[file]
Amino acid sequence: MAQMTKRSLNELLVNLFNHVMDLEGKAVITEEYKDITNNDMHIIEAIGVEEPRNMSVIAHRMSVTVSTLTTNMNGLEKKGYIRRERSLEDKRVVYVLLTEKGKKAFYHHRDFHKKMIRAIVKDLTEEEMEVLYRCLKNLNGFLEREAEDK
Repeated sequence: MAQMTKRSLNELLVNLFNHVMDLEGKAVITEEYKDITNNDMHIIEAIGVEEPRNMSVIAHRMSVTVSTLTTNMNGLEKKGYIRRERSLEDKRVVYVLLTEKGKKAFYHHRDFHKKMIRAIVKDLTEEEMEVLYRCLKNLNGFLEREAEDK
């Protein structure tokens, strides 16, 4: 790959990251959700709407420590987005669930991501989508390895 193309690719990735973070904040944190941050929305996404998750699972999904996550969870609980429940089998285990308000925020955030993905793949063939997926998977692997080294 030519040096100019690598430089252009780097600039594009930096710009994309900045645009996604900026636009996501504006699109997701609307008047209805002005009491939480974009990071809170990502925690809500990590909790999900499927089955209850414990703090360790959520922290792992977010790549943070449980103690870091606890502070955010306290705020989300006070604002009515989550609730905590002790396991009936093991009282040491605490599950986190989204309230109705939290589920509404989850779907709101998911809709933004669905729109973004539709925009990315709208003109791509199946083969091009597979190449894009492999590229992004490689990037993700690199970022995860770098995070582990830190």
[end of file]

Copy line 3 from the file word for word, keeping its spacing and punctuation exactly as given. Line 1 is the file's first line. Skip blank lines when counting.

């Protein structure tokens, strides 16, 4: 790959990251959700709407420590987005669930991501989508390895 193309690719990735973070904040944190941050929305996404998750699972999904996550969870609980429940089998285990308000925020955030993905793949063939997926998977692997080294 030519040096100019690598430089252009780097600039594009930096710009994309900045645009996604900026636009996501504006699109997701609307008047209805002005009491939480974009990071809170990502925690809500990590909790999900499927089955209850414990703090360790959520922290792992977010790549943070449980103690870091606890502070955010306290705020989300006070604002009515989550609730905590002790396991009936093991009282040491605490599950986190989204309230109705939290589920509404989850779907709101998911809709933004669905729109973004539709925009990315709208003109791509199946083969091009597979190449894009492999590229992004490689990037993700690199970022995860770098995070582990830190």